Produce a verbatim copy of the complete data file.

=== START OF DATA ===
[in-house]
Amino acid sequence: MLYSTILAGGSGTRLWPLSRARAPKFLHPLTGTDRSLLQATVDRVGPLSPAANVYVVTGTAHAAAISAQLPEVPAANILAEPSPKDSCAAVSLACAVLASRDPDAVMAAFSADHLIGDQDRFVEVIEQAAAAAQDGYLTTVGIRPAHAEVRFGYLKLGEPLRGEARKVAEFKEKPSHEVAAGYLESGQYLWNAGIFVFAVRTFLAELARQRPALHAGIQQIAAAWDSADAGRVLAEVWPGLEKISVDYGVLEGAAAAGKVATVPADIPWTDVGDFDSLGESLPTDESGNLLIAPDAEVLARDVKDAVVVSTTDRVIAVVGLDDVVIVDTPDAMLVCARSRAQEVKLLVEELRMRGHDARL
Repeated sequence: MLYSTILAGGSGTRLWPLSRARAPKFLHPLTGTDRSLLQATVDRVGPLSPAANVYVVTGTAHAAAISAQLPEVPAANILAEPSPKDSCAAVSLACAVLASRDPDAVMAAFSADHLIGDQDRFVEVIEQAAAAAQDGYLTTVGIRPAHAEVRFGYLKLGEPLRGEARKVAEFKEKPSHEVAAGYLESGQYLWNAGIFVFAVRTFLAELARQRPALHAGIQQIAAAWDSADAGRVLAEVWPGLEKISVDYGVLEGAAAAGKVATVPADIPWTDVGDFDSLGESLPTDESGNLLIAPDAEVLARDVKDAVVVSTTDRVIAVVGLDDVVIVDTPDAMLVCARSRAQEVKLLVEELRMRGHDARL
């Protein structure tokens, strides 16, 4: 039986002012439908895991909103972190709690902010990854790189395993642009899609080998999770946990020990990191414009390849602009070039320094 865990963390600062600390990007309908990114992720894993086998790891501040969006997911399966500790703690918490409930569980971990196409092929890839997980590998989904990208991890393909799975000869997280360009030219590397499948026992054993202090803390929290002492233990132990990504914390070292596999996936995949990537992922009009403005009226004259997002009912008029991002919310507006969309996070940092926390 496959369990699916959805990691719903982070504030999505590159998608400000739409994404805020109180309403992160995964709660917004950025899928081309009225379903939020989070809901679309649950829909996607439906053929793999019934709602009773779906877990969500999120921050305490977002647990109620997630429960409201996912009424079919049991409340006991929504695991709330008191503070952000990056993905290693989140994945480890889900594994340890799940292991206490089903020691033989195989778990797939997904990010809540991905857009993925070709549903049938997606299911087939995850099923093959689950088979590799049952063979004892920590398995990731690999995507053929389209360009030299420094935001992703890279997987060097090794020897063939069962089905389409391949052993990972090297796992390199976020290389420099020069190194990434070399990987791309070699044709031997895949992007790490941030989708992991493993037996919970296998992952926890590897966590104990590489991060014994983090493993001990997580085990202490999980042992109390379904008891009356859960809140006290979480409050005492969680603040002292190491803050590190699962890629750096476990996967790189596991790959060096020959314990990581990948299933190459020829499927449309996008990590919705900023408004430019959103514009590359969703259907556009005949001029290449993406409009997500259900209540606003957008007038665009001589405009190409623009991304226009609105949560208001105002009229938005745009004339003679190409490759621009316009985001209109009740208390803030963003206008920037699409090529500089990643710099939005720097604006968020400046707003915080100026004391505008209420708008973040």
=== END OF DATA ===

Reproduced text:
[in-house]
Amino acid sequence: MLYSTILAGGSGTRLWPLSRARAPKFLHPLTGTDRSLLQATVDRVGPLSPAANVYVVTGTAHAAAISAQLPEVPAANILAEPSPKDSCAAVSLACAVLASRDPDAVMAAFSADHLIGDQDRFVEVIEQAAAAAQDGYLTTVGIRPAHAEVRFGYLKLGEPLRGEARKVAEFKEKPSHEVAAGYLESGQYLWNAGIFVFAVRTFLAELARQRPALHAGIQQIAAAWDSADAGRVLAEVWPGLEKISVDYGVLEGAAAAGKVATVPADIPWTDVGDFDSLGESLPTDESGNLLIAPDAEVLARDVKDAVVVSTTDRVIAVVGLDDVVIVDTPDAMLVCARSRAQEVKLLVEELRMRGHDARL
Repeated sequence: MLYSTILAGGSGTRLWPLSRARAPKFLHPLTGTDRSLLQATVDRVGPLSPAANVYVVTGTAHAAAISAQLPEVPAANILAEPSPKDSCAAVSLACAVLASRDPDAVMAAFSADHLIGDQDRFVEVIEQAAAAAQDGYLTTVGIRPAHAEVRFGYLKLGEPLRGEARKVAEFKEKPSHEVAAGYLESGQYLWNAGIFVFAVRTFLAELARQRPALHAGIQQIAAAWDSADAGRVLAEVWPGLEKISVDYGVLEGAAAAGKVATVPADIPWTDVGDFDSLGESLPTDESGNLLIAPDAEVLARDVKDAVVVSTTDRVIAVVGLDDVVIVDTPDAMLVCARSRAQEVKLLVEELRMRGHDARL
């Protein structure tokens, strides 16, 4: 039986002012439908895991909103972190709690902010990854790189395993642009899609080998999770946990020990990191414009390849602009070039320094 865990963390600062600390990007309908990114992720894993086998790891501040969006997911399966500790703690918490409930569980971990196409092929890839997980590998989904990208991890393909799975000869997280360009030219590397499948026992054993202090803390929290002492233990132990990504914390070292596999996936995949990537992922009009403005009226004259997002009912008029991002919310507006969309996070940092926390 496959369990699916959805990691719903982070504030999505590159998608400000739409994404805020109180309403992160995964709660917004950025899928081309009225379903939020989070809901679309649950829909996607439906053929793999019934709602009773779906877990969500999120921050305490977002647990109620997630429960409201996912009424079919049991409340006991929504695991709330008191503070952000990056993905290693989140994945480890889900594994340890799940292991206490089903020691033989195989778990797939997904990010809540991905857009993925070709549903049938997606299911087939995850099923093959689950088979590799049952063979004892920590398995990731690999995507053929389209360009030299420094935001992703890279997987060097090794020897063939069962089905389409391949052993990972090297796992390199976020290389420099020069190194990434070399990987791309070699044709031997895949992007790490941030989708992991493993037996919970296998992952926890590897966590104990590489991060014994983090493993001990997580085990202490999980042992109390379904008891009356859960809140006290979480409050005492969680603040002292190491803050590190699962890629750096476990996967790189596991790959060096020959314990990581990948299933190459020829499927449309996008990590919705900023408004430019959103514009590359969703259907556009005949001029290449993406409009997500259900209540606003957008007038665009001589405009190409623009991304226009609105949560208001105002009229938005745009004339003679190409490759621009316009985001209109009740208390803030963003206008920037699409090529500089990643710099939005720097604006968020400046707003915080100026004391505008209420708008973040």